Although twin brothers and seniors Ryan and Eric Whitehead did not play on the same football team until high school, they have now played together for nine years.

The twins play for Elon University’s football team; Ryan is a linebacker and Eric is an offensive lineman.

“I made the decision that I wanted to come to Elon first,” Ryan said. “Eric kind of went through what was best for him, and he also said Elon. It worked out great because we only had one car.”

"I made the decision that I wanted to come to elon first. eric kind of went through what was best for him and he also said Elon. it worked out great because we only had one car."

Ryan Whitehead


 But Eric said his college application process almost led him to a different school.

“I thought it would be cool to go to different things like maybe play against each other,” Eric said. “This worked out for the best and I’m very fortunate I get to play with my brother.”

For most students going to college, the transition can be difficult. For the Whitehead twins, they said the hardest part was having to share a room for the first time since second grade. 

“We both know each other pretty well,” Ryan said. “We’re both familiar with how we live. One of us tends to be neater, and one of us tends to be the messier one.” 

But that didn’t stop them from fighting like most brothers.

Senior twins on the football team offensive lineman Eric (left) and linebacker Ryan (right) Whitehead.

“I wanted to switch roommates after freshman year, but our mom made us stay,” Eric said. “After 19 years, I get tired of it.” 

This isn’t out of character for the siblings. They both said when they’re home for breaks, they try to spend time away from each other. Eric said Ryan tends to keep to himself at home, to which Ryan answered back, “It’s not being a loner, it’s called having a Netflix addiction.”

Despite the occasional feud, the Whitehead family is brought together by football. The brothers said their parents have been extremely supportive of their athletic endeavors.

The twins grew up in Virginia, making it easy to see why the majority of the Whitehead household are Redskins fans. Eric said he kept his family in mind when picking which team he would decide to root for.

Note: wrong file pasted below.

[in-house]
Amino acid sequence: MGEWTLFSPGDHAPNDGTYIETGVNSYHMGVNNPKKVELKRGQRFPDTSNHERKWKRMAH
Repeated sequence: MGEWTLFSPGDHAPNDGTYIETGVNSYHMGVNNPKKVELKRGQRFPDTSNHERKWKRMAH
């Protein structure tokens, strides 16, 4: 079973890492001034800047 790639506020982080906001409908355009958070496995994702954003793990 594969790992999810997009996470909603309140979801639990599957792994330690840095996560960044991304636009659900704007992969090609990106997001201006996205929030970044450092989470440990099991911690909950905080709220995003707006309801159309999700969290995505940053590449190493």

“My granddad used to coach at Lehigh Pennsylvania. … The field is named after him and the Eagles used to practice there,” Eric said. “So, I was like, ‘Oh, the Eagles are practicing on my grandfather’s field, why not root for that team?’” 

When Ryan expressed his disapproval for Eric’s support of the Eagles, all Eric said was, “Kiss the ring, baby.” 

The Whiteheads come from a competitive family. Eric said this can be negative when he and Ryan play against each other in practices. However, he said knowing there will always be someone to compete against provides extra motivation during practices and spring camps.

"I wanted to switch rooMmates after freshman year, but our mom made us stay."

Eric whitehead


 The brothers are redshirt-seniors, meaning they have played football at Elon for the past five years. Ryan has played in games since his second year. This season, he has played in eight of the Phoenix’s 10 games, getting five tackles in his time on the field.

Eric made his debut on head coach Tony Trisciani’s offensive line, this year. 

Trisciani has said from the start that his offensive line was going to be new, and he would focus on training them. Eric is one of 17 offensive linemen that Trisciani has worked into the rotation.

Last Saturday, Nov. 9, was Elon’s last home game as well as Senior Day. Including the Whiteheads, the Phoenix celebrated its 13 graduating members. 

When thinking about graduation, Ryan said he is in disbelief. 

“It probably won’t hit me until we start running down that hill,” Ryan said. “We didn’t know if we were coming back last year, so we had that same feeling again last year. It’s definitely going to be a crazy feeling.”

Eric said his final game at Rhodes Stadium will also be meaningful for him.

“When that clock hits zero, that will be ‘Oh snap, that’s our last game at this place… we played for the past five years,’” Eric said. 

As the brothers graduate at the end of the fall semester, they said the future is on their minds. 

“I’ll be done here in a few weeks, and then I start working in Virginia,” Ryan said. 

For Eric, he said he is interested in becoming a teacher but will also look for ways to stay involved in football. 

“I didn’t want to be a teacher. I wanted to be a personal trainer at first,” Eric said. “But I didn’t feel satisfied; I really wanted to make an impact on people’s lives. I want to be around football for as long as I can.” 

After spending their whole lives around one another, Ryan said he’s ready for some time away from his brother.

“I can’t wait. I can’t hide my smile,” Ryan said. “Obviously, he’s my best friend. But it’s going to be interesting.” 

Eric said he’s going to miss his brother. 

“I mean, I guess after a few weeks of him being gone, I’m going to be down here. I’ll miss him a little bit,” Eric said, as Ryan mouthed, “He will.”